As corporate scandals and unethical business practices continue to make news, it's encouraging that one of Cincinnati's largest high schools will join a nationwide push to teach good business ethics to students. The new curriculum, which defines ethics as rules, or standards, for right/good behavior or actions, comes from Junior Achievement.
Elder High School, an all-boys Catholic school on the west side of Cincinnati, will include the ethics curriculum in teacher Tim Schira's Junior Achievement Economics class.
Joe Maas, vice president of operations at JTM Provisions in Harrison, and a Junior Achievement volunteer mentor in area schools for 11 years, is helping with the launch. The new curriculum, he said, "will definitely ensure that ethics is a part of every teacher's time, business ethics especially."
Nationwide, the ethics lessons will become part of Junior Achievement's mentoring programs in grades 4-12 and eventually reach more than 3 million U.S. students annually. Junior Achievement, based in Colorado Springs, Colo., is dedicated to educating young people about business, economics and free enterprise.
There's certainly a need. In a Junior Achievement/Harris Interactive online survey released last week, nearly half - 45 percent - of teens who responded said they think today's business leaders were unethical. More telling, 33 percent of the teens said they would act unethically to get ahead or make money if they knew for sure they would never be caught.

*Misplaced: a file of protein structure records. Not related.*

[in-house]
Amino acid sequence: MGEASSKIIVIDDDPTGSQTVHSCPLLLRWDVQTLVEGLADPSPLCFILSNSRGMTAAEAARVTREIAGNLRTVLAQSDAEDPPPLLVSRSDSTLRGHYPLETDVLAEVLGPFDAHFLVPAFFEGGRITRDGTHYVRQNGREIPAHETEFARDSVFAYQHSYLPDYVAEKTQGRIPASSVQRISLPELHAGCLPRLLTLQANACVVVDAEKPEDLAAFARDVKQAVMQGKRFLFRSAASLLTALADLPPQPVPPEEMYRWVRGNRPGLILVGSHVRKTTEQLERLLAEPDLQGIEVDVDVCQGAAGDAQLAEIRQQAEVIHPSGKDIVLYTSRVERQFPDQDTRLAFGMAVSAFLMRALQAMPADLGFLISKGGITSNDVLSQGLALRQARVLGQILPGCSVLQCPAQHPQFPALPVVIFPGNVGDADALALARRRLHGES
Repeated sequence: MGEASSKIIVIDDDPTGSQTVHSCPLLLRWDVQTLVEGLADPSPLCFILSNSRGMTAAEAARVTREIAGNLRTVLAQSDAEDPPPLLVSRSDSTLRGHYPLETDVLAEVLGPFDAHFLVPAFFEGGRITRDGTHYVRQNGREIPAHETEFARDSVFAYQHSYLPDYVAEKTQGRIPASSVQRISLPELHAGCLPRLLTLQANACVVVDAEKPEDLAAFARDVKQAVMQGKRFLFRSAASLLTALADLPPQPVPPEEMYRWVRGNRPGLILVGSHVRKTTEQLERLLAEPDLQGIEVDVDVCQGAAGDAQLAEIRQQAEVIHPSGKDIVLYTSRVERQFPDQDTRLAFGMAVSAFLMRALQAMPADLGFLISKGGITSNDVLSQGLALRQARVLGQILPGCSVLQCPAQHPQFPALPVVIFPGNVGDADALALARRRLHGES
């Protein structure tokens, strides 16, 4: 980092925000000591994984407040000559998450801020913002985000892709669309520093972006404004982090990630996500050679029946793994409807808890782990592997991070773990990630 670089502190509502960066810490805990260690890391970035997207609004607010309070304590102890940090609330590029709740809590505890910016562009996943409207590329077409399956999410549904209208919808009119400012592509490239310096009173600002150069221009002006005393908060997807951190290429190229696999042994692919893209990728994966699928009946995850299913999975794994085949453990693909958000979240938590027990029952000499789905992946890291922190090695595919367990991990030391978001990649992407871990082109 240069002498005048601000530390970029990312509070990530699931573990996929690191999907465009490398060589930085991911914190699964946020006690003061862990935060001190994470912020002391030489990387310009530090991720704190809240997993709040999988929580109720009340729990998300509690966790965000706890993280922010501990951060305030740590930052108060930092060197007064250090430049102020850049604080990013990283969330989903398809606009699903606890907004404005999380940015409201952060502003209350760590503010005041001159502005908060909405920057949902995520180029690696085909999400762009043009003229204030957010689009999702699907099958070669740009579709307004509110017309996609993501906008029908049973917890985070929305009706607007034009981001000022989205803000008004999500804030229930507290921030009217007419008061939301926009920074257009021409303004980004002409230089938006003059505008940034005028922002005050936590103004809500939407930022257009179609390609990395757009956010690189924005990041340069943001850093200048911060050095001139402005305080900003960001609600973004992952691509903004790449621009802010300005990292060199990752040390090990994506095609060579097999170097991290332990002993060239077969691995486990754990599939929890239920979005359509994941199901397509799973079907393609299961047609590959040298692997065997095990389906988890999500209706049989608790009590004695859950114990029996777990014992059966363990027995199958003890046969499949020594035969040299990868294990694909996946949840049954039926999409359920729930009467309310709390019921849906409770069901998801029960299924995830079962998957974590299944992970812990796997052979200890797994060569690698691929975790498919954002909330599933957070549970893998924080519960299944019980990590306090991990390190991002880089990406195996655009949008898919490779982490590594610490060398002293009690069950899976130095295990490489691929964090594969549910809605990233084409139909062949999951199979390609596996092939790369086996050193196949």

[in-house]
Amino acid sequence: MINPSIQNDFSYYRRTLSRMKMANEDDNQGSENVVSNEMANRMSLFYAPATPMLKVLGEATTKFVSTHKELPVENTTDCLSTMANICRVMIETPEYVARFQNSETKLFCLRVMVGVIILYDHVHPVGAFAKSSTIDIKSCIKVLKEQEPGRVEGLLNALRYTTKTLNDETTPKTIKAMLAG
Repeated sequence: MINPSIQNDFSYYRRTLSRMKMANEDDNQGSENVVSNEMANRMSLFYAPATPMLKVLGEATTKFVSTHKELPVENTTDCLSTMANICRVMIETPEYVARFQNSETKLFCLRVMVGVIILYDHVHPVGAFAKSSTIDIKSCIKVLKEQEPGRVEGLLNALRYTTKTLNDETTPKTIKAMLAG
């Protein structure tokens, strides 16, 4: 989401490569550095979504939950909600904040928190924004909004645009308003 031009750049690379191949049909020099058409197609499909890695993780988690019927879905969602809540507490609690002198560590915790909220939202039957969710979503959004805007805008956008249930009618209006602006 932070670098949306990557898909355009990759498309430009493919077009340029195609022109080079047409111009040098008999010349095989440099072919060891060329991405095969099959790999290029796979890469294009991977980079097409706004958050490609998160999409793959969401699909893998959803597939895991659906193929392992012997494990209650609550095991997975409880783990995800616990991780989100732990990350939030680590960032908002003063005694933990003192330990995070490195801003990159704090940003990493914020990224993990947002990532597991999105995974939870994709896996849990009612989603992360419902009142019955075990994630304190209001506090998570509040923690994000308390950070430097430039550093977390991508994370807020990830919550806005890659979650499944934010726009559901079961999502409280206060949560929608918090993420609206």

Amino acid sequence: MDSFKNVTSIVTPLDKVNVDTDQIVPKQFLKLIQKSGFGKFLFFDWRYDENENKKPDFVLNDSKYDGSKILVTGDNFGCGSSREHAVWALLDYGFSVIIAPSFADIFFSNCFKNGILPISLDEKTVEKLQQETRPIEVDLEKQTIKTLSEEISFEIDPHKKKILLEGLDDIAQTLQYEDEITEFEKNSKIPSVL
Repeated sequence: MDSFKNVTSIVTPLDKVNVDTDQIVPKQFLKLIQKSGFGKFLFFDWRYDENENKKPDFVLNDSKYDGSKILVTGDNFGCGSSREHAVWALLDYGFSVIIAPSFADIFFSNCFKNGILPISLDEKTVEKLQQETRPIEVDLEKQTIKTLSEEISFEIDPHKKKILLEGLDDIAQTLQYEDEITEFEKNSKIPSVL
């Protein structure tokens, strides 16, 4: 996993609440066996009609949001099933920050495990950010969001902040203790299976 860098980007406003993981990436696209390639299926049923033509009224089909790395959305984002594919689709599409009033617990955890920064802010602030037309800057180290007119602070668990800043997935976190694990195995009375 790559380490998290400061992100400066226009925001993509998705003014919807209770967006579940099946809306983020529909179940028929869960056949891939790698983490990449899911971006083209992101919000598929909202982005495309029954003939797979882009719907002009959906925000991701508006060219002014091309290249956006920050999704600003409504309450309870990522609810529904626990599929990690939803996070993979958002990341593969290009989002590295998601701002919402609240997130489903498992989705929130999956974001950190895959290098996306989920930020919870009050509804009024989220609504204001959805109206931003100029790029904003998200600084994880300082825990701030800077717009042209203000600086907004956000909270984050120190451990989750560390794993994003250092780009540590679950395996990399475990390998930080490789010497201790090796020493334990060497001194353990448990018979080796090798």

"Clearly, some of the economic problems we are experiencing today are related to the immoral and unethical business practices that were conducted," Maas told The Enquirer.
The reputation and credibility of many businesses and corporations have suffered in the scandal fallout. It's notable that New York-based Deloitte & Touche, is paying the $1 million cost of the JA project for schools across the country. Like other accounting and auditing firms, D&T has faced its own ethics questions recently. It was tangled in a dispute with former client Adelphia Communications Corp., which filed bankruptcy in 2002 and has come under fire from federal regulators. Deloitte & Touche's part in developing the new JA program is one effort to restore confidence in the capital market system.
Here's the hopeful news from the Junior Achievement/Harris survey of teens: More than half - 56 percent-agreed that "people who practice good business ethics are more successful" than those who don't and 66 percent still believe you don't have to "play loose with rules" to be successful.
Let's teach all students - and remind adults -- that responsible, ethical behavior is the true cornerstone of the American free enterprise system.
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